Above image: Statue of the Minute Man, Concord, 1900, Detroit Publishing Company. Right: Image of the Battle of Lexington, Amos Doolittle. Date unknown, late 1700s, early 1800s. Images: Library of Congress.
Minute Man National Historic Park
It had been prompted by a Tea Party in Boston only twenty miles away and pushed by the fractious bullwhips of a British rule that no longer could be tolerated. And more British were coming to make sure an uprising being fomented behind closed doors would be crushed. And yes, Paul Revere would ride between the towns of Lexington, Concord, and Boston to warn his fellow citizens of the incoming troops. And battles would be fought at Lexington and Concord to cement the idea that the colonists would not be quelled. Today, you can visit this site and walk the paths trod by Paul Revere and fought for by those minute men. Today, you can buy tea without British import taxes and freely speak about the rule of the land. Hoorah to those Minute Men for making that possible.
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Minute Man Then
It had been a year and one half since the Boston Tea Party and the British Government was not relenting. They passed Coercive Laws with penalties meant to recover the loss from that tea, they dissolved the semi-self rule Colonial Government and replaced it with a Governor, Thomas Gage, the Royal Governor, who would rule with strict interpretation. When additional British regular troops started to threaten a growing insurrection as the year of 1775 began, the Minute Men trained, in essence to protect the territory from French and Indians, but in actuality, to train to gain their freedom. It was a controversial tact, one not all agreed on, perhaps, all the way up to the time the first shots rang out at Concord's North Bridge and British blood was shed. After that, there was no doubt. A revolution had begun.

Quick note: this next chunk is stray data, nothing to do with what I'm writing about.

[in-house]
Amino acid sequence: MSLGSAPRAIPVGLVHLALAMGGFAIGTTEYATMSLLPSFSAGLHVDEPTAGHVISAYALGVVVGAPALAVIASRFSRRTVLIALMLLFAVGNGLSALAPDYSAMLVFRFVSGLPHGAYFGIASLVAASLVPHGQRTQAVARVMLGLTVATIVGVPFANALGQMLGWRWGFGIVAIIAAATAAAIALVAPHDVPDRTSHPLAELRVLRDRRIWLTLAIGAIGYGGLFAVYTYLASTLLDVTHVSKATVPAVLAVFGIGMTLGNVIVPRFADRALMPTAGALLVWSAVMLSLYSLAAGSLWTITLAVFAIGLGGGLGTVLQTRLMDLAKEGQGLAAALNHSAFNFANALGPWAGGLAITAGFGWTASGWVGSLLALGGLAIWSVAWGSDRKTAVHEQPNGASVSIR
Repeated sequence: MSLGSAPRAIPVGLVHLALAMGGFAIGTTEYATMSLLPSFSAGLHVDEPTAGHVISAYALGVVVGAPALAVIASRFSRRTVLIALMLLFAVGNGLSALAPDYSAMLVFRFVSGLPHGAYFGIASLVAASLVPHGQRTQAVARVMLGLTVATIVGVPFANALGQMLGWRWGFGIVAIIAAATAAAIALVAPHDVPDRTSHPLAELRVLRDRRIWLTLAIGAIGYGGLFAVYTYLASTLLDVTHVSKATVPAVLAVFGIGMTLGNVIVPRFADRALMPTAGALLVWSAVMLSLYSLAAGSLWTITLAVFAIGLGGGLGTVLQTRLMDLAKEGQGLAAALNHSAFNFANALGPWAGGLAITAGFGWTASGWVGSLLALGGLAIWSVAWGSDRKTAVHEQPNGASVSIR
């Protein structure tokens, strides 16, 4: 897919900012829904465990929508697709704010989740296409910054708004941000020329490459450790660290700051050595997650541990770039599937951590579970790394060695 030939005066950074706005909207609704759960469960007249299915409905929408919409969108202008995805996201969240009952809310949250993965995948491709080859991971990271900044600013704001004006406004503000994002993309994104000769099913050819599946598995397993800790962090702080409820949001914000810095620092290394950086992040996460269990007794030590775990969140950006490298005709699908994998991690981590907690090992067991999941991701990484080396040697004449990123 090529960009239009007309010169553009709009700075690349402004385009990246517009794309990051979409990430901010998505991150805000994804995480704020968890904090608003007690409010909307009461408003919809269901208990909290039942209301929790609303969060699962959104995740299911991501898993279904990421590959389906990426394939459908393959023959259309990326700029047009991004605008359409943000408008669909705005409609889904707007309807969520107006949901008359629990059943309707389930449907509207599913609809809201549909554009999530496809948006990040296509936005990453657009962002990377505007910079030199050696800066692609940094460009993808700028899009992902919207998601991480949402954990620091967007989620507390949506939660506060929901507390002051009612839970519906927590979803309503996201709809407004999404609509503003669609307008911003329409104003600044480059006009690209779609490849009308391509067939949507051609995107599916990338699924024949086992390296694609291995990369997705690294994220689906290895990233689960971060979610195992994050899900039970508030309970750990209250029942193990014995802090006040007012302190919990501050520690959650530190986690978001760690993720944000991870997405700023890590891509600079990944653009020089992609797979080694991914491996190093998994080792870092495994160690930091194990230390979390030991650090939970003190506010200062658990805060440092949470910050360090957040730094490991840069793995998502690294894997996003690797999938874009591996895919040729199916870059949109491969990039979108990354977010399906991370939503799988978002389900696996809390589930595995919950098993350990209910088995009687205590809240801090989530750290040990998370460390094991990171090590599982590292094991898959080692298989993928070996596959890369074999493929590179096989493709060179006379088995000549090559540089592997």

Minute Man Dates/Times of Importance
April 18, 1775 (9-10 p.m.) - Joseph Warren tells Paul Revere and William Dawes to ride to Lexington and warn leaders and militia that the British were mobilizing toward them.
April 18, 1775 (10 p.m. to 1:00 a.m.) - Revere, Dawes, Samuel Prescott, and up to forty men ride throughout the countryside between Boston and Concord, warning of the British approaching. Revere is eventually caught, but released without his horse.
April 19, 1775 (Dawn) - Battle of Lexington Green, outside National Park boundaries in town of Lexington. First action.
April 19, 1775 (11:00 a.m.) - Battle of Concord, North Bridge. First time colonists fired back and killed British regulars with Emerson's famous line "shot heard round the world" immortalizing the fight.
April 19, 1775 (Afternoon to Evening) - British regulars retreat toward Boston, engaging up to 2,000 militia in irregular skirmishes at locations like Brooks Hill and the Bloody Angle. By the next morning, up to 15,000 militia had surrounded Boston amd the American Revolution had begun.